TOKYO (Jan 10): Benchmark Tokyo rubber futures jumped to a 3-week high on Tuesday as investors stepped up buying on supply concerns after heavy flooding hit southern Thailand, a major rubber-producing area, dealers said.
Widespread flooding in Thailand’s south has killed 21 people, hit rubber production in the region and shut down infrastructure, officials said on Monday, as the military government increased aid to flood-affected areas.
The Tokyo Commodity Exchange (TOCOM) rubber contract for June delivery finished 11.9 yen, or 4.4%, higher at 279.4 yen (US$2.41) per kg, the highest since Dec 19. Japanese markets were closed on Monday for a national holiday.
“Shanghai futures soared on Monday after the news of Thai floods, which prompted a flurry of buying in an opening in Tokyo on Tuesday,” Toshitaka Tazawa, analyst at Fujitomi Co said.
“The TOCOM may test the multiple-year highs recorded last month if the floods continue to affect rubber production in Thailand,” he said.
The TOCOM benchmark touched its highest since May 23, 2013 at 291.7 yen on Dec 16 last year.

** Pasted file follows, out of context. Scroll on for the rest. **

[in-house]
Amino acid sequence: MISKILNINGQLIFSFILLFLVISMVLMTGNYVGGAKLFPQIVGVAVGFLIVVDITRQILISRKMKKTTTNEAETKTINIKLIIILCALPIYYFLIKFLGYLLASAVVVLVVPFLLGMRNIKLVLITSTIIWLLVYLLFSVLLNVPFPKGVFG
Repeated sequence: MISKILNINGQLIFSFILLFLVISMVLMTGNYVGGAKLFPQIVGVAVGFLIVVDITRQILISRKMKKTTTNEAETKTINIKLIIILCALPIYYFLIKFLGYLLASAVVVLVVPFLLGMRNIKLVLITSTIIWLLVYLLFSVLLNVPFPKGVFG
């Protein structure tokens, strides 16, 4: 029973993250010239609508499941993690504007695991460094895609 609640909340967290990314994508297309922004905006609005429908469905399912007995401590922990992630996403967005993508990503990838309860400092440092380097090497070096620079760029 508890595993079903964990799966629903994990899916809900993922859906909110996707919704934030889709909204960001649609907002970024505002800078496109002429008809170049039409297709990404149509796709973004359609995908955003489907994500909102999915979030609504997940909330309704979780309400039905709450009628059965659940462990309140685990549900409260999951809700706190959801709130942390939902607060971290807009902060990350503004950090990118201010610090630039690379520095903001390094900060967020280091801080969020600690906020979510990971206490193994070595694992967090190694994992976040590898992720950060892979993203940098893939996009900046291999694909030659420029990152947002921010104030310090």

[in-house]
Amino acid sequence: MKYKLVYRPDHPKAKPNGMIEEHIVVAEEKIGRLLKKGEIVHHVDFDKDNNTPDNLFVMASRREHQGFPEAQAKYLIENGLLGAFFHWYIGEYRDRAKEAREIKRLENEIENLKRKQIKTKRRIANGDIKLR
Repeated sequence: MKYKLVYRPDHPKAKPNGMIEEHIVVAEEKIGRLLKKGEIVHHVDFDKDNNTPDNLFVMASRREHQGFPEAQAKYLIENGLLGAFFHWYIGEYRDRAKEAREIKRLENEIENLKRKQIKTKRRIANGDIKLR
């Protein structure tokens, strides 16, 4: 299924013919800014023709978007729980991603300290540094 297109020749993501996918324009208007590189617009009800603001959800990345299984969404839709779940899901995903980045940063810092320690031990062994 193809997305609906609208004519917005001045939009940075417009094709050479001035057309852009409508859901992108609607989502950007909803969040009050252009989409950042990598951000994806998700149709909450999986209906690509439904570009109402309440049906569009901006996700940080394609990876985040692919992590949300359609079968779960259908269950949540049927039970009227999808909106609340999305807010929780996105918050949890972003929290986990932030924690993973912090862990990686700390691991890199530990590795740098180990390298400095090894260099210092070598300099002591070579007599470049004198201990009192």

The most-active rubber contract on the Shanghai futures exchange for May delivery also rose 840 yuan to finish at 19,270 yuan (US$2,783.80) per tonne, after hitting a high of 19,350 yuan earlier, the highest in more than two weeks.
Producer prices in China, the world’s biggest rubber buyer, surged the most in more than five years in December and by more than expected as prices of coal and other raw materials soared, adding to expectations that global inflation may be stronger in 2017.
“But it seems that rubber markets paid little attention to China’s economic data,” Tazawa said.
The front-month rubber contract on Singapore’s SICOM exchange for February delivery last traded at 207.1 US cents per kg, up 4.5 US cent.
(US$1 = 6.9222 Chinese yuan)
(US$1 = 115.7100 yen)